How to lose half the length of a penis.
(For the latest Human Nature columns on lesbianism, gluttony, and cloned food, click here.)
The U.S. House passed legislation to fund embryonic stem-cell research. The White House pledged to veto it because it requires the destruction of embryos. Supporters lack enough votes to override the veto. Opponents touted new research suggesting that some amniotic cells might permit the same research and therapies without requiring embryo destruction. Liberal view: Our opponents are overselling what the amniotic cells can do. Conservative view: Our opponents are overselling what the embryonic cells can do. Cynical view: They're both right. (For Human Nature's previous takes on stem-cell alternatives, click here, here, here, here, and here.)
Los Angeles County supervisors voted to consider a ban on trans fats. This follows a ban adopted last month in New York City. The L.A. city council has already requested a study on possible restrictions. California Restaurant Association's question: "What's next? Butter, cheese or anything that has saturated fat?" Political answer: What's next is L.A. (For Human Nature's take on banning trans fats, click here.)
Prostate cancer treatment reduced penis length by 40 percent in a Turkish study. The treatment was "androgen suppression plus radiation"; the result over 18 months was a reduction in average "stretched penile length" from 5.6 to 3.4 inches. Authors' proposed warning: If you choose this treatment, you may lose some of your penis. Human Nature's proposed warning: If you don't choose this treatment, your penis may lose you. (For a previous update on condoms and short Indian penises, click here. For insects with two penises, click here. For the first penis transplant, click here.)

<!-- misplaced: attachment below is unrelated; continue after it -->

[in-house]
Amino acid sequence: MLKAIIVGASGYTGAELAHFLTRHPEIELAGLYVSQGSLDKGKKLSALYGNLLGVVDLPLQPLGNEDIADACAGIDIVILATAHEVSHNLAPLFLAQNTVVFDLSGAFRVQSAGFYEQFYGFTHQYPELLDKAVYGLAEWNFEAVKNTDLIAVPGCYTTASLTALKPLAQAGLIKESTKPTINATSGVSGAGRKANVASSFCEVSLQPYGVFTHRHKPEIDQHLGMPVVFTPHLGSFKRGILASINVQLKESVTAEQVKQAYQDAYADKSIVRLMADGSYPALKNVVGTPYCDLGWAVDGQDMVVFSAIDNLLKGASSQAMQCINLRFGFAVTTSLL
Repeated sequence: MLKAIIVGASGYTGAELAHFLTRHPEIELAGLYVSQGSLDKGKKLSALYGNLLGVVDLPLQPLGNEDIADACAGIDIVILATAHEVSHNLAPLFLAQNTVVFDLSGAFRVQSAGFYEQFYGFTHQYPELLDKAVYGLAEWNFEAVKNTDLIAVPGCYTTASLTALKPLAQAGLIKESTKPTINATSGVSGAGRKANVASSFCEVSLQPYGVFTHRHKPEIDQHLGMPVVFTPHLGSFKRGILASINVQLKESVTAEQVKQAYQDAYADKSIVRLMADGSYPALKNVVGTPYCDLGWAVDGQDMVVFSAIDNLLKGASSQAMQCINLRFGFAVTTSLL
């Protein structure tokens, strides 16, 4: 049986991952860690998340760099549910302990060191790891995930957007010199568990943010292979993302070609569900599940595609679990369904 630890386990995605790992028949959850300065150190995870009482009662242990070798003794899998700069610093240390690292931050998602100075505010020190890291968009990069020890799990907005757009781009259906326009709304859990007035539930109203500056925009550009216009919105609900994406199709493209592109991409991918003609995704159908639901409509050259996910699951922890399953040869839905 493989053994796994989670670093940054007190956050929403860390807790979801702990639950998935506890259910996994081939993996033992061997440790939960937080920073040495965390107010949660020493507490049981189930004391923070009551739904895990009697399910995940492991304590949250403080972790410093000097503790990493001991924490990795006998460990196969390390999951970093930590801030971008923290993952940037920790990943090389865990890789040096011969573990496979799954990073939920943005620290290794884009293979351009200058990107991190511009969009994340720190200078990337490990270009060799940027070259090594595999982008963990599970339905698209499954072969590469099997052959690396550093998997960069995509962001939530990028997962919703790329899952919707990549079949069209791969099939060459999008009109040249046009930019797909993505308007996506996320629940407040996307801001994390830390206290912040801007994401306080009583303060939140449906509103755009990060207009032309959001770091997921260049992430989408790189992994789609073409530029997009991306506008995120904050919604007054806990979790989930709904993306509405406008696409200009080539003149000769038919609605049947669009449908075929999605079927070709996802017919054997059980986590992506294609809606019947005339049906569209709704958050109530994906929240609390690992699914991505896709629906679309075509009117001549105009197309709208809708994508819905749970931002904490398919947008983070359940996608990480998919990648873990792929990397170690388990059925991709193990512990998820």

Weight-loss surgery increased more than 900 percent in the United States between 1998 and 2004. This isn't liposuction; it's constriction or partial removal of the stomach or intestine. Key stats: 1) Surgeries increased from 13,000 in 1998 to 121,000 in 2004. 2) Inpatient hospital costs for these surgeries rose from $147 million to $1.26 billion. 3) In 2004, roughly 350 teens aged 12 to 17 had weight-loss surgeries. 4) Among all age groups in 2004, 82 percent of such operations were done on women. Government spin: More people are having these operations because the operations are becoming safer. Cynical view: The operations are becoming safer because more people are getting fat and giving surgeons experience at doing them. (For Human Nature's take on weight-loss surgery, click here.)
Pfizer is considering an over-the-counter version of Viagra. Reports indicate it may be sold as a mouth spray. GlaxoSmithKline is developing an over-the-counter impotence gel, and a generic knockoff of Viagra is already sold over the counter in China. Viagra is under pressure from Cialis, which lasts up to 36 hours, compared to Viagra's four. Principled reaction: Let's think carefully before letting people buy Viagra without a doctor's supervision. Practical reaction: Dude, have you glanced at your spam lately? (For a previous update on impotence drugs, click here.)